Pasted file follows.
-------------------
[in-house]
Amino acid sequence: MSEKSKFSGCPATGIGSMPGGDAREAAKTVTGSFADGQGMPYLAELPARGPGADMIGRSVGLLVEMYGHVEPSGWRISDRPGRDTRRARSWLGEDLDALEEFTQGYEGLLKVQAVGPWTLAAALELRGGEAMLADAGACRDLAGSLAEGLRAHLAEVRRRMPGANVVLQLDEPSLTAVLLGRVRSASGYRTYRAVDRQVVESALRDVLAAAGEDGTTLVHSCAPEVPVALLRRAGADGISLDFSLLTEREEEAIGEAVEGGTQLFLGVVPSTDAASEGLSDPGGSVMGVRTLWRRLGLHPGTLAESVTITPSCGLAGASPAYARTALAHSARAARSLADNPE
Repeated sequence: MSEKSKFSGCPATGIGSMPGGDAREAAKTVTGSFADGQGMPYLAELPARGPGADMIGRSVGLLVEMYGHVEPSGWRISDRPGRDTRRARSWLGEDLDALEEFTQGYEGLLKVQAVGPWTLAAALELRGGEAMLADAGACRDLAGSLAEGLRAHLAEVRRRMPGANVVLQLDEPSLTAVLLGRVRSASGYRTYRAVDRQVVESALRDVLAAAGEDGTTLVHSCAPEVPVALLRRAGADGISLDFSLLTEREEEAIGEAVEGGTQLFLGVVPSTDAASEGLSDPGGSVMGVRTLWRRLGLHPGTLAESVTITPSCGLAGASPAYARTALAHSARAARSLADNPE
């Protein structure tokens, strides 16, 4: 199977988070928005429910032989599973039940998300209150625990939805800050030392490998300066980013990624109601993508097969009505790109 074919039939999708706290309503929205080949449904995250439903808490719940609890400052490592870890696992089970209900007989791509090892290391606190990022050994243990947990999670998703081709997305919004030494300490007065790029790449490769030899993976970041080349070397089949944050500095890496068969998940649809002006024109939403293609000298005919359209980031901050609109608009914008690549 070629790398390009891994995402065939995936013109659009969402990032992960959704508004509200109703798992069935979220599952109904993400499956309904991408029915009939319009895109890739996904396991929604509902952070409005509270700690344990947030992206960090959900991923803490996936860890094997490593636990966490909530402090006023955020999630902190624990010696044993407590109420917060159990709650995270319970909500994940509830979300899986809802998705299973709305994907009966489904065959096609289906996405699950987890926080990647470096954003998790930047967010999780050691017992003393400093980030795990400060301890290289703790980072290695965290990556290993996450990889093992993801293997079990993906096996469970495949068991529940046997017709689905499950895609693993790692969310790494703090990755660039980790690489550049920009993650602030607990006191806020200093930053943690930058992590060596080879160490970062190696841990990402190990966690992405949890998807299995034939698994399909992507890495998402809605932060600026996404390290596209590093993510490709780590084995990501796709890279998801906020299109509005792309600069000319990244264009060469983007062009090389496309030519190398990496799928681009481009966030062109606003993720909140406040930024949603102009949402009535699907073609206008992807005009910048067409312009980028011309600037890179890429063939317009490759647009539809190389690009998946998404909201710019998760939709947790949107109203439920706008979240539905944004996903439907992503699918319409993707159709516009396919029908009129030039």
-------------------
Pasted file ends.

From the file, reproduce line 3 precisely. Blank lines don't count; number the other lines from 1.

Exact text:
Repeated sequence: MSEKSKFSGCPATGIGSMPGGDAREAAKTVTGSFADGQGMPYLAELPARGPGADMIGRSVGLLVEMYGHVEPSGWRISDRPGRDTRRARSWLGEDLDALEEFTQGYEGLLKVQAVGPWTLAAALELRGGEAMLADAGACRDLAGSLAEGLRAHLAEVRRRMPGANVVLQLDEPSLTAVLLGRVRSASGYRTYRAVDRQVVESALRDVLAAAGEDGTTLVHSCAPEVPVALLRRAGADGISLDFSLLTEREEEAIGEAVEGGTQLFLGVVPSTDAASEGLSDPGGSVMGVRTLWRRLGLHPGTLAESVTITPSCGLAGASPAYARTALAHSARAARSLADNPE